Author | Jaime Ramos
Cities benefit from the countless advantages offered by Big Data traffic management. It forms an essential base for the most promising technological solutions of the century, such as autonomous vehicles or carbon neutral cities. But, is there a dark side to Big data?
IoT: Is Big Data dangerous?
Big Brother, Psychohistory, Neuromancer… The science fiction genre is full of tales about the dystopian concept of a remote-controlled reality. The devils surrounding the Big Data dream are based on the same model.
Once we consent to the assignment of personal data, a complex and, above all mysterious journey begins. It may begin as a simple commercial exchange of information. For example, when we take out a service via a platform. We soon find out that the information given is used to send us advertisements for similar services. However, it does not end here.
Is Big Data being used for malicious purposes?
The information accumulated by giants such as Google, Amazon, Alibaba or Facebook are not just stored in their data farms. It falls into the hands of other stakeholders, whose interests are unknown and over which we do not have a direct control.
But, does it really matter if a company or an administration headquartered millions of kilometers away knows the cleaning habits of our robot vacuum cleaner or what type of series we stream? Although it may not seem relevant, it may be crucial depending on how this information is being used and, particularly, as it goes through a collective and not an individual sieve.
What are the risks of data trafficking in smart cities?
Smart cities are often accused of using and abusing data flows. For mobility solutions, urban traffic management, energy rationalization or relationships with IoT to be as successful as they were intended, it is important to consider the consequences of knowing what citizens do in real time or thanks to data warehouses. These are some of the most significant dangers and risks.
Loss of privacy
Privacy is the first right at risk as a result of the wonders of the uncontrolled flow of data. According to Rebecca Herold, CEO of The Privacy Professor, in statements to Csoonline, "it is going to become increasingly difficult to do anything without having an associated identity nexus".
She refers to the fact that, despite the efforts to maintain user anonymity, the processes and standards of countless technologies need to store certain personal data in order for their solutions to make sense. This applies to any device with sensors and which we call smart.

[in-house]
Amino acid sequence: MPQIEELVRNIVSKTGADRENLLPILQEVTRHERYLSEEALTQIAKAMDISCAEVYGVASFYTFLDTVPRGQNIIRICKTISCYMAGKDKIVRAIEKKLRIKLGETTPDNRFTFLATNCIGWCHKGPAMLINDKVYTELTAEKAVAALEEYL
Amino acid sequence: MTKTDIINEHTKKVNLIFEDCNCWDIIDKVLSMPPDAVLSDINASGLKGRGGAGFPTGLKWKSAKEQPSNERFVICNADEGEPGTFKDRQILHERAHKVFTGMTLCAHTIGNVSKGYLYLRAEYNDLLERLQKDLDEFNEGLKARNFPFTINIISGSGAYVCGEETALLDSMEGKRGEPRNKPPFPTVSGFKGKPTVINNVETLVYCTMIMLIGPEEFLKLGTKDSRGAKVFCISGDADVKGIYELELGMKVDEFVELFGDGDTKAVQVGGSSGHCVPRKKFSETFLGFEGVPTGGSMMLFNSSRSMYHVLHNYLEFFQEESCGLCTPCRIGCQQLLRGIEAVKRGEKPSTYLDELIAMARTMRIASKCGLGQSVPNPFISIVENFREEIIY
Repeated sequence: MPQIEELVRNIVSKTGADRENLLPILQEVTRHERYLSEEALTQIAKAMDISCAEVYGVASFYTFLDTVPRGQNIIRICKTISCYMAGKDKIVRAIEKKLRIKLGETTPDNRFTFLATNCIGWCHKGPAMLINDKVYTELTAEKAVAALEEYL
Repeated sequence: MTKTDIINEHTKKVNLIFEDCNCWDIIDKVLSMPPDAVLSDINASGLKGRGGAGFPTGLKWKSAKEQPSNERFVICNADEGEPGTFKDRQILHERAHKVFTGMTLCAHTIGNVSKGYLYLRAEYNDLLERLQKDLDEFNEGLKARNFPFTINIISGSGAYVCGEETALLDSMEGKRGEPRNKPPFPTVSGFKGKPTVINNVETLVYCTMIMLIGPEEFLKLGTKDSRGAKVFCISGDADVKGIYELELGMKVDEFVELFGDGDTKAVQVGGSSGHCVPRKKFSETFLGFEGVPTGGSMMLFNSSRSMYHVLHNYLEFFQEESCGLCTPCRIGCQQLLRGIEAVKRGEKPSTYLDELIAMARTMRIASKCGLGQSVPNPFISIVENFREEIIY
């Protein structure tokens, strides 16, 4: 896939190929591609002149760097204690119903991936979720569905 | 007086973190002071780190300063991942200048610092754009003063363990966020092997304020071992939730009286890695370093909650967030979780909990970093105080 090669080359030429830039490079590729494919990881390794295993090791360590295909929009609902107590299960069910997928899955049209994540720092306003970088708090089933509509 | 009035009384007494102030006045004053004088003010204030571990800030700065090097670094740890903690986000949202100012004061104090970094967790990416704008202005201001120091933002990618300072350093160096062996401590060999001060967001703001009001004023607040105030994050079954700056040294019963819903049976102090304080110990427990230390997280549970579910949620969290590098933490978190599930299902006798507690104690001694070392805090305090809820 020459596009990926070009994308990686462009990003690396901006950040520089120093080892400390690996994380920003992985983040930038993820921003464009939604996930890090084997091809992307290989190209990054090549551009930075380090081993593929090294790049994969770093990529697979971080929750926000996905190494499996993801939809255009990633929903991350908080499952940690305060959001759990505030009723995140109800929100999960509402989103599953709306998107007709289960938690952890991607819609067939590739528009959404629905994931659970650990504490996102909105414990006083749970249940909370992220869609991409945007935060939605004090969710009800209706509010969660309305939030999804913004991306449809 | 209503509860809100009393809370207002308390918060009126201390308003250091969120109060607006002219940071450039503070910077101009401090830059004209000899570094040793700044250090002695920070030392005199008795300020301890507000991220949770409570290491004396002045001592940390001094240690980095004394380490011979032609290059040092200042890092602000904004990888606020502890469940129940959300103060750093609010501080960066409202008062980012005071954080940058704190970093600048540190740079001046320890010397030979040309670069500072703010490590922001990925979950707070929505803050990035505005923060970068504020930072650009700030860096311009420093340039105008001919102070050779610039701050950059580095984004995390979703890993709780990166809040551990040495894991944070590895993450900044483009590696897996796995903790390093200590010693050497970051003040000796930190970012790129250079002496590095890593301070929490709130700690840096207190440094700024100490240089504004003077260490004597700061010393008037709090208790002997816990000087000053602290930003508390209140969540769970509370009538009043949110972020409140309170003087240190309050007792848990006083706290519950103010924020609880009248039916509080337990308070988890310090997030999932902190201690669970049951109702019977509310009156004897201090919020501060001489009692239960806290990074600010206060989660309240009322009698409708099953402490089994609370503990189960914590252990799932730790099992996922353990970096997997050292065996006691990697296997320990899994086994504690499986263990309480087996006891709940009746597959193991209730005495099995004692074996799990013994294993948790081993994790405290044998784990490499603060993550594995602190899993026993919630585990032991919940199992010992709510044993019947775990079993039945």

Usage metrics can be collected for aspects such as the use of a municipal application or parking meters without providing data such as the name of the user, but when these data are crossed with their geographic location and habits, it is easy to associate them with the person behind the smart phone or service used. And the more information that is available, the easier it is to reverse the anonymization process.
Analyses of big data flow may include inaccuracies and lead to intentional prejudices. Therefore, systems that use these types of data may carry out discriminatory practices.
This is the case, for example, when more general selection criteria are applied, which end up generating an individual discrimination, not to mention the discriminatory potential if there is an unlawful use behind such processes.
After all, one of the main fears in the urban context is the use of Big Data and AI to make social control instruments more sophisticated. Let’s imagine, for example, a tool to detect traffic offenses in real time, but with criteria differentiating between vehicle types based on their engine size, which is the case in low-emission zones in cities.
City security goes from the streets to the "cloud". In recent years, we have seen how few are safe. Cyberattacks on cities increased in 2019. In 2020, 104 local administrations were victims of cyberattacks in the United States alone. A phenomenon that also affects smart homes.
Tackling these challenges requires city councils and administrations to get involved in the development of municipal systems, increasing the ethical standards of algorithms or opting for implemented urban infrastructure monitoring systems.